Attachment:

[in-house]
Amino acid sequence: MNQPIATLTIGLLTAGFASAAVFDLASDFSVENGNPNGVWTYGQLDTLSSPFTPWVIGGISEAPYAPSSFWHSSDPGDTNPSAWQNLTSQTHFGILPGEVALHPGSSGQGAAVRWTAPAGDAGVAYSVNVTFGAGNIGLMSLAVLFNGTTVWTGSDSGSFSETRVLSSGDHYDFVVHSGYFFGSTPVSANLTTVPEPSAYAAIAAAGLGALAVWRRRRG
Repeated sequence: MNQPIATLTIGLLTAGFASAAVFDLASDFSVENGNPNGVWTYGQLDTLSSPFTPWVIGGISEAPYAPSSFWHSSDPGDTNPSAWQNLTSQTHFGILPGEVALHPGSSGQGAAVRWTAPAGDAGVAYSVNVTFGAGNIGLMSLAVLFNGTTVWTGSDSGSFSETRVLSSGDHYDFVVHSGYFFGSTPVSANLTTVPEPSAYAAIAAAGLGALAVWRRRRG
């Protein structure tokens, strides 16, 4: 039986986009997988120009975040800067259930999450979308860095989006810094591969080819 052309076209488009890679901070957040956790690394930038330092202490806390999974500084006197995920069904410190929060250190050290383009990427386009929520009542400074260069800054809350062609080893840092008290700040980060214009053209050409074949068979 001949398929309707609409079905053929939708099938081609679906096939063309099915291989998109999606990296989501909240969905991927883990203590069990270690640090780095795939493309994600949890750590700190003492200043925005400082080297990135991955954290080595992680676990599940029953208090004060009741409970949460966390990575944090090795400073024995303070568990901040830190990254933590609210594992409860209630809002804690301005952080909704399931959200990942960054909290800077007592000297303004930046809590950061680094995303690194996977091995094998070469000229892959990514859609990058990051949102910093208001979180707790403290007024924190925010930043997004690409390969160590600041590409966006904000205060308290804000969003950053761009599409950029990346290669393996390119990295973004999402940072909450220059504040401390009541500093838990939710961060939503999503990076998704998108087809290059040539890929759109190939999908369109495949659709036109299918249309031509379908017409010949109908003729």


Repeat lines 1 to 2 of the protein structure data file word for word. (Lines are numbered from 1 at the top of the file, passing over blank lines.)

[in-house]
Amino acid sequence: MNQPIATLTIGLLTAGFASAAVFDLASDFSVENGNPNGVWTYGQLDTLSSPFTPWVIGGISEAPYAPSSFWHSSDPGDTNPSAWQNLTSQTHFGILPGEVALHPGSSGQGAAVRWTAPAGDAGVAYSVNVTFGAGNIGLMSLAVLFNGTTVWTGSDSGSFSETRVLSSGDHYDFVVHSGYFFGSTPVSANLTTVPEPSAYAAIAAAGLGALAVWRRRRG